**Dada00**! Very interesting your question. What is certain is that the answer that I can give you is more an intuition reasoned that a proven fact, since researching I have not found any technical document that explains it in detail. I will rely on the theory of signal processing (deformation professional to be an Engineer at Teleco :-P) to lay the groundwork and then get to the conclusion. As well comment the **HDR** aims **to increase the dynamic range** of the sensors of digital cameras, one of the horses of battle of the current sensors, and requires a post-processing of the images. As you know, these **sensors do not provide a linear response** in all the range of lights that make up a decision on the amount of information captured, as it is much **more sensitive in areas of high lights of the histogram in the area of low-beam headlights**. This is the explanation of techniques such as the "derecheo histogram" posed by authors such as Mellado, although its application is for very specific cases. You can find it as **ETTR (authored exposing To The Right)** and read about it [here](http://www.dpreview.com/articles/6641165460/ettr-exposed). The digital sensor is composed by fotocaptadores that ** * * assign electric values to the light intensity detected**, values that are limited by the **NOISE** in areas of shadow (when the sensor is not able to distinguish between the level of signal produced by the sensor itself and a valid data actual light intensity) and for the **SATURATION** in areas of high lights (the sensor receives too much light and is saturated, not being able to distinguish more levels of light). When this happens we will have a "**Black-bound**" in the shadow areas (we will not be able to retrieve information from nuances) and a **"pure white**" in areas of high lights. Therefore, the **dynamic range** is determined physically by the limitations of the sensor, the sensor being so much better the greatest differences to be able to pick between lights and shadows before you reach the conditions of NOISE and SATURATION. The dynamic Range is technically termed **Exposure Latitude**, if you would like to investigate more in depth. That said, we should be aware of the next step, that is to say, **what volume of information we are working**. If your camera does not provide us with images **RAW** and, therefore, we do not have all of the information on crude oil that is able to capture, we start to have a smaller margin of manoeuvre. Many of the compact cameras work directly in **JPG**, you are compressing the information that comes out of the sensor, losing by the way an important part of the information. This is an important consideration, before you enter even in the own processing **HDR**, because you're going to lay the groundwork on how it will be processed later in the camera. At this point we can already analyse the functioning of the **HDR mode** in the different chambers, being aware of the three major aspects that are always going to occur: - **Capture at least two images with exposures for shadows and lights** - **Alignment of the images (not all cameras, some require yes or yes on a tripod)** - **Processing algorithms to generate the final image** All the cameras that I have handled with **HDR mode** built-in, according to the instructions of their manuals, go through this process. Where yes I found a difference is in capturing images that will make up the **HDR**, being the most common in **compact range low** that the catches are made in **JPG** not **RAW**, generating the final image also in JPG and, normally, without the possibility to recover the shots used to generate the **HDR**. However, **cameras high range** as the Canon EOS 6D or 5D mk III, mode **HDR** made 3 catches in **RAW** which then combines and aligns it to generate a JPG with the image processed in **HDR**. On this occasion we can download the three source images that make up the **HDR**, even selecting the levels of exposure we want for each of the three shots. Thus, as **to the conclusion that I wanted to get and as an answer to your question, I would say**: - I think the cameras with HDR mode yes performed at least two captures of the scene and then apply a mixing algorithm, and processing them**. Another thing is the quality of the final result that will depend on if they perform the capture in RAW or JPG, the alignment and the "ability" of the built-in algorithms to generate a believable image and really improved. - According to the **physical limitations of the sensor** that we have analyzed in terms of **dynamic range**, **I don't think that we represent an image with a curve as amended** as the curves can act on the information available, but does not solve the problem of the lack of information in the high lights and low Yes, each manufacturer is a world and there I put my hand in fire for none... someone sells you a mode **HDR** and then just force the curve... there I'm not going to get me :-P. Anyway keep in mind that in those images where the dynamic range of the camera is enough to capture the entire scene, you will see few differences with respect to the normal mode. Try it on shots with extreme differences between light and shades to see what result gives you to be able to evaluate the good or bad work that is performed by the camera. However, remember that in order to have control over the **HDR** the ideal is to go to specific software on which to perform the processing as **Photoshop** or **Photomatix**.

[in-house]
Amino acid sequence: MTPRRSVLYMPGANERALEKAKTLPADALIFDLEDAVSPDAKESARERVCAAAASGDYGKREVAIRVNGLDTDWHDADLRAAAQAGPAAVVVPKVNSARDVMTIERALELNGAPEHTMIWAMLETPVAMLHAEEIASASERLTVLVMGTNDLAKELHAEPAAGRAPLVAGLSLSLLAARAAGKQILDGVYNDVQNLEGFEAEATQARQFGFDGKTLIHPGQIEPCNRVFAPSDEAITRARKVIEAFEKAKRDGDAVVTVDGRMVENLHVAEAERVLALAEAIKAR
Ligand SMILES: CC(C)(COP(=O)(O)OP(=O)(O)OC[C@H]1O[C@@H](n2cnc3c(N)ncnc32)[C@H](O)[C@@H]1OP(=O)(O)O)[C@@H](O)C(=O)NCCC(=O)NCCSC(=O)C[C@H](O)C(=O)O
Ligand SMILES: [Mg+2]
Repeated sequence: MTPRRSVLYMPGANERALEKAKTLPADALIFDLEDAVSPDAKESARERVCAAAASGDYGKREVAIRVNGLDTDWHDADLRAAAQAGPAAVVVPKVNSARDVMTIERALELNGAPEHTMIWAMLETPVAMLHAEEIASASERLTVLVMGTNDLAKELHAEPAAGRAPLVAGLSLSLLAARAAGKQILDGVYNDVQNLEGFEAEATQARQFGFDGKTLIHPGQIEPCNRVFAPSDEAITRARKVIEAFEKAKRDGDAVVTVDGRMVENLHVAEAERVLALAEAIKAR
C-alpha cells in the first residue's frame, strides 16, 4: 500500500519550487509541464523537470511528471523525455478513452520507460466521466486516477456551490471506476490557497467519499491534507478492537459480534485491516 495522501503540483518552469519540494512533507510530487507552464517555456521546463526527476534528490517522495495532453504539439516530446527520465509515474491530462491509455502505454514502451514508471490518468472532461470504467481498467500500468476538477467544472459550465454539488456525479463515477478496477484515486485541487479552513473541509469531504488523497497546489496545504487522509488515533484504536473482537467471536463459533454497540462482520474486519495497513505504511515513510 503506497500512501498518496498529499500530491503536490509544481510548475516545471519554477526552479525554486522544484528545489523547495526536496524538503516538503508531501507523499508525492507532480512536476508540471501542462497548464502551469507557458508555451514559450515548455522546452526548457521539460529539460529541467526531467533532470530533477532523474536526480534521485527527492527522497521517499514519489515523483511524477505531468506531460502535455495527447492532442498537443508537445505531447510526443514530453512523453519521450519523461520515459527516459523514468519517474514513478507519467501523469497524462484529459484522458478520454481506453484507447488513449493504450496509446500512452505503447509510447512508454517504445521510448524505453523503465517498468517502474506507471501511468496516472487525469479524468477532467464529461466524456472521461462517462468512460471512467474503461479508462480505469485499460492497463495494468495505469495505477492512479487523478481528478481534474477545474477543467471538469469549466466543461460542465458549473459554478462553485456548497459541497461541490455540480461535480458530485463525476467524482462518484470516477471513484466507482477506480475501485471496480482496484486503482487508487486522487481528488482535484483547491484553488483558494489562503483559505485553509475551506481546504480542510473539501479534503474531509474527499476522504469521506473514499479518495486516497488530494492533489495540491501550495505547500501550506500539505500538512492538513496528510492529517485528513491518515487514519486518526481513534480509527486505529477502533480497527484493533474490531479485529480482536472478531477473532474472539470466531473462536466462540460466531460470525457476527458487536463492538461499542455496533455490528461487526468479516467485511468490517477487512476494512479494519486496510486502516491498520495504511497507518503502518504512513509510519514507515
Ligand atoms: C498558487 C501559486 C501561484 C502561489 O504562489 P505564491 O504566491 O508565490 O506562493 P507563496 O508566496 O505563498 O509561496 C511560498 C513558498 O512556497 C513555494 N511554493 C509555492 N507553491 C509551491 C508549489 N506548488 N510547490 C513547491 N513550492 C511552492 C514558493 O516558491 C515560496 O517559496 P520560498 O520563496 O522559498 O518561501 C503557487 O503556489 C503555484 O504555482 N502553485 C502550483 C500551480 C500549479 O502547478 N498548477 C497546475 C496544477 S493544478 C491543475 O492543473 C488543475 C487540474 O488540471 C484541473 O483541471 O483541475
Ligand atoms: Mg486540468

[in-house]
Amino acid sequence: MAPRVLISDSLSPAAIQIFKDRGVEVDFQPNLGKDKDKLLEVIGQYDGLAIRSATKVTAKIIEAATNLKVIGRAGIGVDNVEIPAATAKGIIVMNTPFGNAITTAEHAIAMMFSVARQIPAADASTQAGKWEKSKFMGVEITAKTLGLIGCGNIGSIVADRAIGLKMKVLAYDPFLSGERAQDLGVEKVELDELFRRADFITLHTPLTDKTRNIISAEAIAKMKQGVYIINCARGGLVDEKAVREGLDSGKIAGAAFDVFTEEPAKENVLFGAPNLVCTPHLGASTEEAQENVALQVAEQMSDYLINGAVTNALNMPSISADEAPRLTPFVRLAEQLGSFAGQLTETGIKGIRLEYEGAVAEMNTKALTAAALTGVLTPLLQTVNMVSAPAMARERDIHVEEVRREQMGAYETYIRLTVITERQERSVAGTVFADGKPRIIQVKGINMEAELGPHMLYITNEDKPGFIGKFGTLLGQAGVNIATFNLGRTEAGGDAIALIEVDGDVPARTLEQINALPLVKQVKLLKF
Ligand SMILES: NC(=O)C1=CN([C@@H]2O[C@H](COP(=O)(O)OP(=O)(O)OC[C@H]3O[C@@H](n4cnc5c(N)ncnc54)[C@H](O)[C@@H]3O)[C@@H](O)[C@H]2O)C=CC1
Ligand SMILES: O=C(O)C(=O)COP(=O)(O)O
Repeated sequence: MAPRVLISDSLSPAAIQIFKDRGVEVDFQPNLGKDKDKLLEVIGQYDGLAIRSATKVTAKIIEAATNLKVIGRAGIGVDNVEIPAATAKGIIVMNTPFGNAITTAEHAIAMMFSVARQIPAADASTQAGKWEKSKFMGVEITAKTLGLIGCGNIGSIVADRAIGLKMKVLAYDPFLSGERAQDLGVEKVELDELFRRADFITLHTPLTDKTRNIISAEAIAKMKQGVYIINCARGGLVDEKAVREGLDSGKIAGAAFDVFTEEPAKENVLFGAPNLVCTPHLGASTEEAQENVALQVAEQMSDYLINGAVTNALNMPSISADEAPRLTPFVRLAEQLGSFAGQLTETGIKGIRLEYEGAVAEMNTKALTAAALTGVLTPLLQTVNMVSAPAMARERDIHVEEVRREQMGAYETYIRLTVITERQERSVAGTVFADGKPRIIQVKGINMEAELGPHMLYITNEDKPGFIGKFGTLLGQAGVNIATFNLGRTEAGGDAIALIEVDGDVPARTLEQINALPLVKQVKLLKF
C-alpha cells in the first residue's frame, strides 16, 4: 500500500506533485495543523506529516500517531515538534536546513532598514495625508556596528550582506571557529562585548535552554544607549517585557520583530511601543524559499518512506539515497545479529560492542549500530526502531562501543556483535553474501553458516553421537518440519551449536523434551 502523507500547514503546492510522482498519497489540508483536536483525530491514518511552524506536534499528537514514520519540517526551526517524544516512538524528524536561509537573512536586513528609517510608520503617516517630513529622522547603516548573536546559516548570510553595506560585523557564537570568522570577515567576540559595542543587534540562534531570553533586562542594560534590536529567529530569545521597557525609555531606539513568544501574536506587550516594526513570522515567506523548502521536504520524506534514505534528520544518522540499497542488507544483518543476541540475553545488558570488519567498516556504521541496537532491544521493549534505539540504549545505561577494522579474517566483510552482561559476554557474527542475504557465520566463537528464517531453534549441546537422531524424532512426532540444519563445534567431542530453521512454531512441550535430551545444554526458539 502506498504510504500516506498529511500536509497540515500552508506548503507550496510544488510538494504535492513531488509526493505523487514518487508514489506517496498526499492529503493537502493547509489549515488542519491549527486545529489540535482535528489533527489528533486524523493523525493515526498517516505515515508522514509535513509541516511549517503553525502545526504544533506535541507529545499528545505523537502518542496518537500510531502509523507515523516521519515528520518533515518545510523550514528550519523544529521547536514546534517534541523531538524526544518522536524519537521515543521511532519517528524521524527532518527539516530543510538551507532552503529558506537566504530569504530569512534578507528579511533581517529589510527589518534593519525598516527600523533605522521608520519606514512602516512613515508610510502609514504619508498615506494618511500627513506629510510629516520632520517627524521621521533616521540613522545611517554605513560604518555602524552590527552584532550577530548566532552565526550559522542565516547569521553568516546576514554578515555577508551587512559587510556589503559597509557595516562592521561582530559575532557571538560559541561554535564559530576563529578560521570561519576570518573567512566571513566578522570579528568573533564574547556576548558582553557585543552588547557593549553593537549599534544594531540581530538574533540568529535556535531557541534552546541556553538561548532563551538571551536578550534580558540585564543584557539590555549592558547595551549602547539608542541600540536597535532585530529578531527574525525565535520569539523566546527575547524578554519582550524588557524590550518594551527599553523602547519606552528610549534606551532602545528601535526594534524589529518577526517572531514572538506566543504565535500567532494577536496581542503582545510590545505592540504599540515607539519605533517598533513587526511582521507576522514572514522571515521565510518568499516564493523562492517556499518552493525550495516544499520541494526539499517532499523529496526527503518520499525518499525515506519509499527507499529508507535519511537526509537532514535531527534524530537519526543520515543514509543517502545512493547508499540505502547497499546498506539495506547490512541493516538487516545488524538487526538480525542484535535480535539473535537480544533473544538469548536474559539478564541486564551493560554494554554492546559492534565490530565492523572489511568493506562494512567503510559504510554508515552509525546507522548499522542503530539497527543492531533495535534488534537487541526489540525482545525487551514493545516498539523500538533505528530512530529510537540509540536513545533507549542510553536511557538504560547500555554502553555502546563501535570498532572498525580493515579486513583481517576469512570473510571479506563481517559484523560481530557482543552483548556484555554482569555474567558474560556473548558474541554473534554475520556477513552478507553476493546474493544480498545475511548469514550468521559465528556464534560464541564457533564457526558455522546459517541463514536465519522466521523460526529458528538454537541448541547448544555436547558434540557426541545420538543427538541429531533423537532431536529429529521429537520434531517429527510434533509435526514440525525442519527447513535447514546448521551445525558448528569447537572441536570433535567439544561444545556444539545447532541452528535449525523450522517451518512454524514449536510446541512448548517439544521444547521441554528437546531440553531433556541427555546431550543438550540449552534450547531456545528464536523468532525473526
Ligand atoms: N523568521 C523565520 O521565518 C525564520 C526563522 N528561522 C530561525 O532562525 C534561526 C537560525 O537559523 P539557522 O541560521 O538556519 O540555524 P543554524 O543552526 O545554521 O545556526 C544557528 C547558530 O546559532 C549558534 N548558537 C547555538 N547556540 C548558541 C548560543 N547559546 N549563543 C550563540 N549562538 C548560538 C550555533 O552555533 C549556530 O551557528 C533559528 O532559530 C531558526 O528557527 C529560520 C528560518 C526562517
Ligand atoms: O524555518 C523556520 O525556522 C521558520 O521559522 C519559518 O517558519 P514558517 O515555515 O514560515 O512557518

Anon User Points 0
HDR photography is more focused on the post-processing. Is based on take different pictures with different exposure, so that then by means of the software can get the desired effect when combined. There are softwares simple wue allow you to do several tests. The results are surprising; google a bit and you'll see what I mean. Do not forget to assess the response.